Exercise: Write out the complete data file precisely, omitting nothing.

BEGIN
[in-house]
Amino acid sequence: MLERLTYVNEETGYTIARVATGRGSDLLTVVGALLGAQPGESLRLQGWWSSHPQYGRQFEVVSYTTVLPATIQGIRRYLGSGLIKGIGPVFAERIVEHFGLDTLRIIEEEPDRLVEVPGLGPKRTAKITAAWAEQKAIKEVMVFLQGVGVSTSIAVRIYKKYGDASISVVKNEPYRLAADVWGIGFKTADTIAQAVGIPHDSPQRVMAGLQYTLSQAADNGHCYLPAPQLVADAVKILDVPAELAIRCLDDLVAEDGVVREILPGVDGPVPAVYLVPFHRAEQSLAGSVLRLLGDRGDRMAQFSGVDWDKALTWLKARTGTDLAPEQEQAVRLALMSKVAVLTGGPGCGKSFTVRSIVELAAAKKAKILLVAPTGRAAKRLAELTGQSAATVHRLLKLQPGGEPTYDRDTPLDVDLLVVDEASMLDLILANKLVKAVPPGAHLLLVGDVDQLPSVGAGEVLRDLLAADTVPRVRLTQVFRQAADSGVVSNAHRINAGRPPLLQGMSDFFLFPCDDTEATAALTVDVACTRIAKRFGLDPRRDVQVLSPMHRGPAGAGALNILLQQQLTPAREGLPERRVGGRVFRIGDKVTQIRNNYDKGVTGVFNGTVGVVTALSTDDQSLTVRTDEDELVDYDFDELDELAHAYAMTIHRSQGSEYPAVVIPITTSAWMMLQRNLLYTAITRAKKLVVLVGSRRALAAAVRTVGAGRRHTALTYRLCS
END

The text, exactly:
[in-house]
Amino acid sequence: MLERLTYVNEETGYTIARVATGRGSDLLTVVGALLGAQPGESLRLQGWWSSHPQYGRQFEVVSYTTVLPATIQGIRRYLGSGLIKGIGPVFAERIVEHFGLDTLRIIEEEPDRLVEVPGLGPKRTAKITAAWAEQKAIKEVMVFLQGVGVSTSIAVRIYKKYGDASISVVKNEPYRLAADVWGIGFKTADTIAQAVGIPHDSPQRVMAGLQYTLSQAADNGHCYLPAPQLVADAVKILDVPAELAIRCLDDLVAEDGVVREILPGVDGPVPAVYLVPFHRAEQSLAGSVLRLLGDRGDRMAQFSGVDWDKALTWLKARTGTDLAPEQEQAVRLALMSKVAVLTGGPGCGKSFTVRSIVELAAAKKAKILLVAPTGRAAKRLAELTGQSAATVHRLLKLQPGGEPTYDRDTPLDVDLLVVDEASMLDLILANKLVKAVPPGAHLLLVGDVDQLPSVGAGEVLRDLLAADTVPRVRLTQVFRQAADSGVVSNAHRINAGRPPLLQGMSDFFLFPCDDTEATAALTVDVACTRIAKRFGLDPRRDVQVLSPMHRGPAGAGALNILLQQQLTPAREGLPERRVGGRVFRIGDKVTQIRNNYDKGVTGVFNGTVGVVTALSTDDQSLTVRTDEDELVDYDFDELDELAHAYAMTIHRSQGSEYPAVVIPITTSAWMMLQRNLLYTAITRAKKLVVLVGSRRALAAAVRTVGAGRRHTALTYRLCS